PIERRE, S.D. (KELO) — State government attorneys defending Amendment A against a court challenge from South Dakota’s governor are now arguing there is “a great likelihood” that legalizing recreational marijuana will damage the cannabis black market.
But private lawyers for the two law enforcement officers serving as front-men for the governor are countering that voters might have been so interested in passing some parts of A that they accepted other parts they didn’t want.
Circuit Judge Christina Klinger will hear arguments January 27 in Pierre.
Highway Patrol Superintendent Rick Miller and Pennington County Sheriff Kevin Thom want the judge to overturn the November 3 election result. They are acting for Governor Kristi Noem.
Their attorneys argue that A was a revision of the South Dakota Constitution rather than an amendment and therefore should have faced a constitutional convention before going on the ballot. They also claim it violated the single-subject rule that voters approved two years before.
“Amendment A is an unprecedented and unlawful attempt to alter our state’s foundational document,” Lisa Prostrollo, a partner at the Redstone law firm in Sioux Falls, wrote in a January 8 filing. “Amendment A was the first multi-subject constitutional amendment placed on the ballot since the voters established the one-subject rule through the ratification of Amendment Z in 2018.”
Prostrollo continued, “It would also be the first time that an entirely new article of the Constitution was established through a secret drafting process and without the transparency, public input, and legislative debate that a Constitutional convention requires.”
The other partner at Redstone is Matt McCaulley, a former legislator who now works as a legislative lobbyist. Redstone has contracts to represent Governor Noem and state government. Noem’s chief of staff, lawyer Tony Venhuizen, previously was with Redstone.
On the other side, state Attorney General Jason Ravnsborg hasn’t put his name on defense arguments. Ravnsborg is under investigation for hitting and killing with his car a pedestrian, Joe Boever, at the west edge of Highmore on the night of September 12. Ravnsborg maintains he didn’t commit a crime.
Because South Dakota elects its attorney general, Noem can’t remove Ravnsborg from office.
The assistant attorneys general defending A are Grant Flynn and Matt Templar. In their January 8 filing they wrote: “This election contest is nothing more than Contestants trying to avenge their loss at the ballot box, instead of accepting that democracy happened.”
They argue that A wasn’t a constitutional revision because it doesn’t make “a fundamental change to the Constitution on the basic governmental framework of the state.” They instead contend A created a “well-regulated market” for cannabis.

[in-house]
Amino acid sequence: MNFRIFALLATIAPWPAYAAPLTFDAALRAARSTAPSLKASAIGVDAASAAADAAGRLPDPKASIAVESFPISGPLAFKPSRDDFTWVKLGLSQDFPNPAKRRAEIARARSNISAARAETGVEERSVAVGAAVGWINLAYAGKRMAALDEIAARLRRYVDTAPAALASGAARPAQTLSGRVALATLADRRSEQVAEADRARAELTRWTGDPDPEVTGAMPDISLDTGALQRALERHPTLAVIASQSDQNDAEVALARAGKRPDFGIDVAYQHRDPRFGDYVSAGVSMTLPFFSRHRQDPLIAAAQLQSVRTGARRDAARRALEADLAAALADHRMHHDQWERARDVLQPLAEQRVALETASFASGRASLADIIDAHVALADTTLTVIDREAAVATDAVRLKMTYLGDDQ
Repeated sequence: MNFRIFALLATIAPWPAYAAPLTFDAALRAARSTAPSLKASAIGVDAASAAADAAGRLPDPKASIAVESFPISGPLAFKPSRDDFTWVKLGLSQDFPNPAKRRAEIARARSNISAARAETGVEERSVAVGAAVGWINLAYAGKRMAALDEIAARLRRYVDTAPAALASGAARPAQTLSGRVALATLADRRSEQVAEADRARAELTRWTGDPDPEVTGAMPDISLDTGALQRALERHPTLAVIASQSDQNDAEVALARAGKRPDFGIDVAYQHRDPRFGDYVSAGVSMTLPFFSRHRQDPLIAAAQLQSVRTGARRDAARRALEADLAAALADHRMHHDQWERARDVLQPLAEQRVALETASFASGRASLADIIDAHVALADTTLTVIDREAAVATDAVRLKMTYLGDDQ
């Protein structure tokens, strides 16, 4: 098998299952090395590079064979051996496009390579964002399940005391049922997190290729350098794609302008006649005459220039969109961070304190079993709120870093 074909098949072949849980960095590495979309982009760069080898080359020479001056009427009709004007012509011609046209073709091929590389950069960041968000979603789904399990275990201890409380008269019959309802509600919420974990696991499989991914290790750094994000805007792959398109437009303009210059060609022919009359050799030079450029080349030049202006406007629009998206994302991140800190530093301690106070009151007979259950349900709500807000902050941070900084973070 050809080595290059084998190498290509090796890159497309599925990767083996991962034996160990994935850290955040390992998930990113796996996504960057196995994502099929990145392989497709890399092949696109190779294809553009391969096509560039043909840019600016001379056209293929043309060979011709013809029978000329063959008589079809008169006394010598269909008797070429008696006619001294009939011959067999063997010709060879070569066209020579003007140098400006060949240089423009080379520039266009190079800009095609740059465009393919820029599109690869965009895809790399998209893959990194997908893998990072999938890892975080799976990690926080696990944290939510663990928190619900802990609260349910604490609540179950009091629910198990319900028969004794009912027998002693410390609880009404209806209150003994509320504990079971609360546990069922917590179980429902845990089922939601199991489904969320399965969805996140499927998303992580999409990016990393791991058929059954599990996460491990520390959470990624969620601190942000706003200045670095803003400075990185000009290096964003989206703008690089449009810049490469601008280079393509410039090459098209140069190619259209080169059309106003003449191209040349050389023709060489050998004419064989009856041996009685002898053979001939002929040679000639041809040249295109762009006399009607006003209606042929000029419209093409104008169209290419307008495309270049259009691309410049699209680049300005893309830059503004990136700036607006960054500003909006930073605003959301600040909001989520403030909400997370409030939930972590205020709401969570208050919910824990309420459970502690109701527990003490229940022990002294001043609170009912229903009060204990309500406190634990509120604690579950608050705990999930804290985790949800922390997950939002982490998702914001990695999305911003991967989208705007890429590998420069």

“If a well-regulated market did not exist, then the sale and use of cannabis would be at the mercy of the cannabis black market already in existence. That would endanger the health, welfare and safety of all South Dakotans,” they wrote.
They continued, “If a well-regulated market exists for the sale of cannabis, then there is a great likelihood that the dangers of the cannabis black market can be reduced. Citizens will be able to obtain their cannabis, and cannabis products, from safe and trusted sources. Just like they can obtain their food from safe and trusted sources.”
Lawyer Bob Morris of Belle Fourche filed an affidavit for Sheriff Thom that in summary said decriminalization of marijuana presents many challenges for law enforcement including highway safety. The affidavit noted that, unlike for alcohol, there isn’t a testing mechanism that can measure the marijuana content in a driver’s bloodstream.
Added Prostrollo, “Given the multitude of subjects contained with Amendment A, it is likely that voters who sought one provision of Amendment A might have tacitly accepted other provisions they disliked. This is precisely the evil that South Dakota voters sought to prevent when they ratified Amendment Z.”
The third group in the case are intervenors assembled by Brendan Johnson, the Sioux Falls lawyer and a former U.S. attorney for South Dakota. Johnson, now a member of the Robins Kaplan law firm, sponsored A. Representing the intervenors is Timothy Billion, another Robins Kaplan lawyer.
One of the arguments Billion makes for the intervenors is that the law officers contesting the election have conceded the Legislature could have done what A does: “This concession is fatal to any remaining persuasive value of their argument — when the people act via an initiative, they are exercising legislative power on an equal footing with the Legislature itself.”
Assistant attorneys general Flynn and Templar took the intervenors to task on another point, disagreeing with the intervenors’ contention that constitutionality had to be determined before the election. “But this claim ignores the Supreme Court’s determination that South Dakota courts have no jurisdiction to prevent submitting a constitutional amendment to the voters,” Flynn and Templar wrote.